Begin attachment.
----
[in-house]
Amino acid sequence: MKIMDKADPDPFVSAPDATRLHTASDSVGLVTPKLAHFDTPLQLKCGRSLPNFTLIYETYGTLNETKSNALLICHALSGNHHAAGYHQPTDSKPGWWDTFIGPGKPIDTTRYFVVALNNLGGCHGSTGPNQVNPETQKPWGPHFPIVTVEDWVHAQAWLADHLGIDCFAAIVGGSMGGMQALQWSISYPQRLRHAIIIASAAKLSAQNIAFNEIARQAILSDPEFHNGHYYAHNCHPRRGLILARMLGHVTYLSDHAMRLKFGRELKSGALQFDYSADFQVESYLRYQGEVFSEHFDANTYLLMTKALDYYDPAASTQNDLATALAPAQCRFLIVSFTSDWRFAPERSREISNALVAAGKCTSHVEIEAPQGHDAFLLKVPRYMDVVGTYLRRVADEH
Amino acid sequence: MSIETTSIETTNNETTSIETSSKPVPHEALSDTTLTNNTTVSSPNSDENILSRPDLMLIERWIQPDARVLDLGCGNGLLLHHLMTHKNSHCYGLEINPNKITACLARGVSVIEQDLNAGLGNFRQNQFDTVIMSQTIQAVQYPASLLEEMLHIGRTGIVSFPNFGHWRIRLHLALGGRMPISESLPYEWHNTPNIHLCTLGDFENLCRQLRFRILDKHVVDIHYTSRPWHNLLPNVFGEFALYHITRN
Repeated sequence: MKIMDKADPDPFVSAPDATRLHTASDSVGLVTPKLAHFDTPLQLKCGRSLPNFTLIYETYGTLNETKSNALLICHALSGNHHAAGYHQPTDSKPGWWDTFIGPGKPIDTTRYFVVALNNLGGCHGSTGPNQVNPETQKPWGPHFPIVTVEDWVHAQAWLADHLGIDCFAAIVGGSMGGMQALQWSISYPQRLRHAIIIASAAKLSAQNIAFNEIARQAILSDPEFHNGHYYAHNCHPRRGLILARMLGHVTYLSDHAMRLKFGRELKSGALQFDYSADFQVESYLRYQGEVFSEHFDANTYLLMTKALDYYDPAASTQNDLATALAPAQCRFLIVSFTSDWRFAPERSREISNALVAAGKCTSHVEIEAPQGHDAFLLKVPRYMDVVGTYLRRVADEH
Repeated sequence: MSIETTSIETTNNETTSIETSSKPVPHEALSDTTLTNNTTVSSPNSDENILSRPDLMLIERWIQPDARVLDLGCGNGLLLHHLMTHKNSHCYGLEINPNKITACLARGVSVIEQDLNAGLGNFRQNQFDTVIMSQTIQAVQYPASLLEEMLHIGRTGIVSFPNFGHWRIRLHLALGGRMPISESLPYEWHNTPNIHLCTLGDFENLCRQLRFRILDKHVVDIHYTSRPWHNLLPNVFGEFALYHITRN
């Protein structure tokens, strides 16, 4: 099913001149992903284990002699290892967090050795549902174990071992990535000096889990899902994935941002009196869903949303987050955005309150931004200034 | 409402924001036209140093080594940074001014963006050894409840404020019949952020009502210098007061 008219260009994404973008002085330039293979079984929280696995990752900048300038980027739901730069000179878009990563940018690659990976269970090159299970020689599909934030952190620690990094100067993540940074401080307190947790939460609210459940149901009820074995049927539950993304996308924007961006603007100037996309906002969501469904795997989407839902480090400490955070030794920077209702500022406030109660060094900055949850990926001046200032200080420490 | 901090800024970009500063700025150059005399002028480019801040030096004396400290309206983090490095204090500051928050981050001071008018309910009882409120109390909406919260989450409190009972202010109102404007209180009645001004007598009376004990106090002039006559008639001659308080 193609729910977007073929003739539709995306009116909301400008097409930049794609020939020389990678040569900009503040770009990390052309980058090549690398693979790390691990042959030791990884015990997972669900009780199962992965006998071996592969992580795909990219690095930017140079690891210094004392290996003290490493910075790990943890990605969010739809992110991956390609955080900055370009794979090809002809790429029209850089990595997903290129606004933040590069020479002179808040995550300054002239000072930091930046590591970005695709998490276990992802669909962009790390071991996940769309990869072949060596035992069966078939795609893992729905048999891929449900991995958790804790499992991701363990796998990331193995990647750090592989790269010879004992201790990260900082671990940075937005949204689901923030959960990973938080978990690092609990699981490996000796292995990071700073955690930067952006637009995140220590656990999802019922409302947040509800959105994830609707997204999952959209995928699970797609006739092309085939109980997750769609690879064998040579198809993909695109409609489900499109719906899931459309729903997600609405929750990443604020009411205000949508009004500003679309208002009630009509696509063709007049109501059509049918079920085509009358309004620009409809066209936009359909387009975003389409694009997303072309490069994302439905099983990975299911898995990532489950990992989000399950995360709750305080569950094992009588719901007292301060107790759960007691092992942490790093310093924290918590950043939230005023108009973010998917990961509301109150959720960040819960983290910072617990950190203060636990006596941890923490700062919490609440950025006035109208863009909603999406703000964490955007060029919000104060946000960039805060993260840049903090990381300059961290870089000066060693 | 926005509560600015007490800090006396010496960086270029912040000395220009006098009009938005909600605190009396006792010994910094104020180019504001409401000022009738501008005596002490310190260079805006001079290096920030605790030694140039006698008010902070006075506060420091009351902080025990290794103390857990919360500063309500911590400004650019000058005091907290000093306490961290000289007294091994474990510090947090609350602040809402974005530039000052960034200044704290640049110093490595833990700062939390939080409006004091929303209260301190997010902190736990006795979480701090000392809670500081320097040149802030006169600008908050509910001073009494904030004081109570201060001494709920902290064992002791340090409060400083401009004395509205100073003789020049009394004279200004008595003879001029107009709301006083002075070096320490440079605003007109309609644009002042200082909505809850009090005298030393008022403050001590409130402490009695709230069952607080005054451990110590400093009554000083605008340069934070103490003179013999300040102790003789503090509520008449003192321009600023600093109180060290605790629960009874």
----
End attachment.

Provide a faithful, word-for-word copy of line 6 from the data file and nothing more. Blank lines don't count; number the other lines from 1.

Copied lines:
């Protein structure tokens, strides 16, 4: 099913001149992903284990002699290892967090050795549902174990071992990535000096889990899902994935941002009196869903949303987050955005309150931004200034 | 409402924001036209140093080594940074001014963006050894409840404020019949952020009502210098007061 008219260009994404973008002085330039293979079984929280696995990752900048300038980027739901730069000179878009990563940018690659990976269970090159299970020689599909934030952190620690990094100067993540940074401080307190947790939460609210459940149901009820074995049927539950993304996308924007961006603007100037996309906002969501469904795997989407839902480090400490955070030794920077209702500022406030109660060094900055949850990926001046200032200080420490 | 901090800024970009500063700025150059005399002028480019801040030096004396400290309206983090490095204090500051928050981050001071008018309910009882409120109390909406919260989450409190009972202010109102404007209180009645001004007598009376004990106090002039006559008639001659308080 193609729910977007073929003739539709995306009116909301400008097409930049794609020939020389990678040569900009503040770009990390052309980058090549690398693979790390691990042959030791990884015990997972669900009780199962992965006998071996592969992580795909990219690095930017140079690891210094004392290996003290490493910075790990943890990605969010739809992110991956390609955080900055370009794979090809002809790429029209850089990595997903290129606004933040590069020479002179808040995550300054002239000072930091930046590591970005695709998490276990992802669909962009790390071991996940769309990869072949060596035992069966078939795609893992729905048999891929449900991995958790804790499992991701363990796998990331193995990647750090592989790269010879004992201790990260900082671990940075937005949204689901923030959960990973938080978990690092609990699981490996000796292995990071700073955690930067952006637009995140220590656990999802019922409302947040509800959105994830609707997204999952959209995928699970797609006739092309085939109980997750769609690879064998040579198809993909695109409609489900499109719906899931459309729903997600609405929750990443604020009411205000949508009004500003679309208002009630009509696509063709007049109501059509049918079920085509009358309004620009409809066209936009359909387009975003389409694009997303072309490069994302439905099983990975299911898995990532489950990992989000399950995360709750305080569950094992009588719901007292301060107790759960007691092992942490790093310093924290918590950043939230005023108009973010998917990961509301109150959720960040819960983290910072617990950190203060636990006596941890923490700062919490609440950025006035109208863009909603999406703000964490955007060029919000104060946000960039805060993260840049903090990381300059961290870089000066060693 | 926005509560600015007490800090006396010496960086270029912040000395220009006098009009938005909600605190009396006792010994910094104020180019504001409401000022009738501008005596002490310190260079805006001079290096920030605790030694140039006698008010902070006075506060420091009351902080025990290794103390857990919360500063309500911590400004650019000058005091907290000093306490961290000289007294091994474990510090947090609350602040809402974005530039000052960034200044704290640049110093490595833990700062939390939080409006004091929303209260301190997010902190736990006795979480701090000392809670500081320097040149802030006169600008908050509910001073009494904030004081109570201060001494709920902290064992002791340090409060400083401009004395509205100073003789020049009394004279200004008595003879001029107009709301006083002075070096320490440079605003007109309609644009002042200082909505809850009090005298030393008022403050001590409130402490009695709230069952607080005054451990110590400093009554000083605008340069934070103490003179013999300040102790003789503090509520008449003192321009600023600093109180060290605790629960009874």